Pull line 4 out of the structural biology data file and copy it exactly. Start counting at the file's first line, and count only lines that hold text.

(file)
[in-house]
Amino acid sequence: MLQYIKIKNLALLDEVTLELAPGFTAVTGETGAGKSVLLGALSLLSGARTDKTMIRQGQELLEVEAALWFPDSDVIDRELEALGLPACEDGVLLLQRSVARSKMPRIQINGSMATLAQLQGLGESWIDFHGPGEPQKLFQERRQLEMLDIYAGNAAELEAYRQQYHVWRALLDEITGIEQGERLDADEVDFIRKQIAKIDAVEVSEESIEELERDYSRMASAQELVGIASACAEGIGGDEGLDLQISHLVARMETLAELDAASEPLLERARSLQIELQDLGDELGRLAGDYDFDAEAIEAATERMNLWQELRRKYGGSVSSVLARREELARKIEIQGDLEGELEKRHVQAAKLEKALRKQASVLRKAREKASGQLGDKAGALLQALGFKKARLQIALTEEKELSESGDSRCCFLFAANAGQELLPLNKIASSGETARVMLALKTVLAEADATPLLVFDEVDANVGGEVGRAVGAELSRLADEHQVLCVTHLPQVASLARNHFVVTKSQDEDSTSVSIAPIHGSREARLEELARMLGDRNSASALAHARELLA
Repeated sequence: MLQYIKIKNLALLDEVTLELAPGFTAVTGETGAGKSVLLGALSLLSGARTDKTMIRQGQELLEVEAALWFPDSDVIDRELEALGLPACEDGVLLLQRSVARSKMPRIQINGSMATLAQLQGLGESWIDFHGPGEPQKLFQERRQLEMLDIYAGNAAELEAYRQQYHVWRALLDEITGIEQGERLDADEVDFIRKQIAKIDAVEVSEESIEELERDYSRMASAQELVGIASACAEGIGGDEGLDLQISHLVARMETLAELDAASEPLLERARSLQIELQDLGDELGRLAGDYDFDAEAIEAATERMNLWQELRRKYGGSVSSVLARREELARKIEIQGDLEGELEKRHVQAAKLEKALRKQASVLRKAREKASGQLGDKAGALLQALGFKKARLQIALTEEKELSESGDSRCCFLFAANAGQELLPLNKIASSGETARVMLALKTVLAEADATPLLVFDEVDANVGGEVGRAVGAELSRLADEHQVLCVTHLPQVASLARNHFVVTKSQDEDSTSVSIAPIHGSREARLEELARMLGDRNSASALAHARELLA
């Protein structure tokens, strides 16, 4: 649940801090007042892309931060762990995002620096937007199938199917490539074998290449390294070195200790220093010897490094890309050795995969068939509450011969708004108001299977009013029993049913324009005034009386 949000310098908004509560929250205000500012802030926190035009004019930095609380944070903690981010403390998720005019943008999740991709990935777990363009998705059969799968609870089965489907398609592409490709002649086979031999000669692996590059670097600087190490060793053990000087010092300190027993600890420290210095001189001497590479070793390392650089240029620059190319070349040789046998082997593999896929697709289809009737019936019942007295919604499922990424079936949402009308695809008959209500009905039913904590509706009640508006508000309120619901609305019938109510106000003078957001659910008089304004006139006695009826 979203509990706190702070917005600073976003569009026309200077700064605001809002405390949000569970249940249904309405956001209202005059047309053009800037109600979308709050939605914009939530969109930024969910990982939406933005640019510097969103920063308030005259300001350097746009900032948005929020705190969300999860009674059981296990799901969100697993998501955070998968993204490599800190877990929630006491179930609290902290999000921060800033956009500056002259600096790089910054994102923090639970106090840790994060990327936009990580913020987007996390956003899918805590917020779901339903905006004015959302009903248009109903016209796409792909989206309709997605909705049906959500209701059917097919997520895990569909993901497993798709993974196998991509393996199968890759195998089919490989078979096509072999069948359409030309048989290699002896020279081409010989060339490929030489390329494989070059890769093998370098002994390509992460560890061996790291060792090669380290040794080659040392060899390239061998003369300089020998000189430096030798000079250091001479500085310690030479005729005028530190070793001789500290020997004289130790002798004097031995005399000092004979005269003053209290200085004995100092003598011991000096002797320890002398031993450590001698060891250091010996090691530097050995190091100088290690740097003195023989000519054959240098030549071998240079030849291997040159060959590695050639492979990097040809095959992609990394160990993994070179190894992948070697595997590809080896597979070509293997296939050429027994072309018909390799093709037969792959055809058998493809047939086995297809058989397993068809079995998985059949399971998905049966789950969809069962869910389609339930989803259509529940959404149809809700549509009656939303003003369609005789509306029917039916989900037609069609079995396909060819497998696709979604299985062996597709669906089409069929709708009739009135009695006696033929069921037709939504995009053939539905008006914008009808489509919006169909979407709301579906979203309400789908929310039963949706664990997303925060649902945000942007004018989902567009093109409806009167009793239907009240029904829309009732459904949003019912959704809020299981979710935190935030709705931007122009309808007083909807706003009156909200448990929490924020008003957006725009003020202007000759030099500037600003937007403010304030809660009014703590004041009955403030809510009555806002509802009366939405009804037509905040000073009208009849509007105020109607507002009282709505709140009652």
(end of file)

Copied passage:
């Protein structure tokens, strides 16, 4: 649940801090007042892309931060762990995002620096937007199938199917490539074998290449390294070195200790220093010897490094890309050795995969068939509450011969708004108001299977009013029993049913324009005034009386 949000310098908004509560929250205000500012802030926190035009004019930095609380944070903690981010403390998720005019943008999740991709990935777990363009998705059969799968609870089965489907398609592409490709002649086979031999000669692996590059670097600087190490060793053990000087010092300190027993600890420290210095001189001497590479070793390392650089240029620059190319070349040789046998082997593999896929697709289809009737019936019942007295919604499922990424079936949402009308695809008959209500009905039913904590509706009640508006508000309120619901609305019938109510106000003078957001659910008089304004006139006695009826 979203509990706190702070917005600073976003569009026309200077700064605001809002405390949000569970249940249904309405956001209202005059047309053009800037109600979308709050939605914009939530969109930024969910990982939406933005640019510097969103920063308030005259300001350097746009900032948005929020705190969300999860009674059981296990799901969100697993998501955070998968993204490599800190877990929630006491179930609290902290999000921060800033956009500056002259600096790089910054994102923090639970106090840790994060990327936009990580913020987007996390956003899918805590917020779901339903905006004015959302009903248009109903016209796409792909989206309709997605909705049906959500209701059917097919997520895990569909993901497993798709993974196998991509393996199968890759195998089919490989078979096509072999069948359409030309048989290699002896020279081409010989060339490929030489390329494989070059890769093998370098002994390509992460560890061996790291060792090669380290040794080659040392060899390239061998003369300089020998000189430096030798000079250091001479500085310690030479005729005028530190070793001789500290020997004289130790002798004097031995005399000092004979005269003053209290200085004995100092003598011991000096002797320890002398031993450590001698060891250091010996090691530097050995190091100088290690740097003195023989000519054959240098030549071998240079030849291997040159060959590695050639492979990097040809095959992609990394160990993994070179190894992948070697595997590809080896597979070509293997296939050429027994072309018909390799093709037969792959055809058998493809047939086995297809058989397993068809079995998985059949399971998905049966789950969809069962869910389609339930989803259509529940959404149809809700549509009656939303003003369609005789509306029917039916989900037609069609079995396909060819497998696709979604299985062996597709669906089409069929709708009739009135009695006696033929069921037709939504995009053939539905008006914008009808489509919006169909979407709301579906979203309400789908929310039963949706664990997303925060649902945000942007004018989902567009093109409806009167009793239907009240029904829309009732459904949003019912959704809020299981979710935190935030709705931007122009309808007083909807706003009156909200448990929490924020008003957006725009003020202007000759030099500037600003937007403010304030809660009014703590004041009955403030809510009555806002509802009366939405009804037509905040000073009208009849509007105020109607507002009282709505709140009652």